Time Needed: 2 to 4 hours

What To Bring: Water bottle, camera, and a light jacket. Wear sturdy hiking shoes or boots. Bring snacks, sunscreen, bug spray, a flashlight, and a whistle. Although the trail is well-traveled and marked, a map and GPS won’t hurt.

Pets:  Dogs allowed; must be leashed.

Douthat State Park, Virginia

Blue Suck Falls Douthat State Park Virginia Is For Lovers CREDIT VIRGINIA.ORG

Trail Name: Blue Suck Falls Trail

Located in west-central Virginia, these falls are spectacular even when frozen over. Over five-and-a-half miles of rocky hiking trails lead to the stunning Blue Suck Falls. Enjoy your hike through forested woodlands with regional wildflowers on display. If you an experienced trail runner, we highly recommend this trail.

Trail Difficulty: 4-5 rated difficult or higher

Time Needed: 2 to 6 hours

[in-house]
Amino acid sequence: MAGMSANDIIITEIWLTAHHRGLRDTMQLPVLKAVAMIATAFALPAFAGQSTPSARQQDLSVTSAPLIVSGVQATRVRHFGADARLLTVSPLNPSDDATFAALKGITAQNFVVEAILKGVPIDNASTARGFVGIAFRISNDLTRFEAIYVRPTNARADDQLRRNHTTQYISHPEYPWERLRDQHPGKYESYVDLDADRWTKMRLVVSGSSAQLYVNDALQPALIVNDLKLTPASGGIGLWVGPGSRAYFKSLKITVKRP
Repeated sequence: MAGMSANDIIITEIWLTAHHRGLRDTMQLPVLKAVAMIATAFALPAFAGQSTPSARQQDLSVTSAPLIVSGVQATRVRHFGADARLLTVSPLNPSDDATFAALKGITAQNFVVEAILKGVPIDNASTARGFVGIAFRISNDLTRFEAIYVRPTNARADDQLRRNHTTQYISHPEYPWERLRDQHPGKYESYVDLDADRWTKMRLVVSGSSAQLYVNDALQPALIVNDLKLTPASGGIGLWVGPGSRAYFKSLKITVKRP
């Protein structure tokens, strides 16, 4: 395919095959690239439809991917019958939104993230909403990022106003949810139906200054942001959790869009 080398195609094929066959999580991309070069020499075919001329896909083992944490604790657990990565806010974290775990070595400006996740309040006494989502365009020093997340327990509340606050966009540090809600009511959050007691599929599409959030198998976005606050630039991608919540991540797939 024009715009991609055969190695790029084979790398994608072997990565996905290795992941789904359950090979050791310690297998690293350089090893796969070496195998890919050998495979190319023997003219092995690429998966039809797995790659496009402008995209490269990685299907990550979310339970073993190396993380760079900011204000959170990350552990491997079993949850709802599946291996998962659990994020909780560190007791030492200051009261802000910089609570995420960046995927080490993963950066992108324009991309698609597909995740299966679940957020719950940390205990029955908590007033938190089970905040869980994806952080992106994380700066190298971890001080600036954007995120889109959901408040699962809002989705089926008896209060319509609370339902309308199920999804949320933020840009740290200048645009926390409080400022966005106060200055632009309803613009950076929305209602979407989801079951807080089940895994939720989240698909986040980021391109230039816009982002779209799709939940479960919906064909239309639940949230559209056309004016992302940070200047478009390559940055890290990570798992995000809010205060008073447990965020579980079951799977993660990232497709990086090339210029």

What to Bring: Bring plenty of water, camera and light to medium weight jacket. Wear sturdy hiking shoes or boots and layered clothes. Bring snacks, sunscreen, bug spray, a flashlight, and a whistle. This trail is moderately-traveled during certain portions of the year. Bring a map and a GPS. Leave your itinerary with a trusted person.

Pets:  Dogs allowed; must be leashed.


Which of These Hikes to Waterfalls Are You Planning to Visit? Is there one you think should have made the list? Tell us in the comments below!

So many of America’s greatest hiking trails lead to spectacular waterfalls but we couldn’t include them all. Nearly every state in the union has waterfalls with hiking opportunities for unforgettable memories. Most folks have cherished childhood memories of waterfall hikes and family camping.

Take the opportunity to explore your local area. You don’t have to drive long distances to find great waterfall hiking opportunities. Start making memories for you and your family now.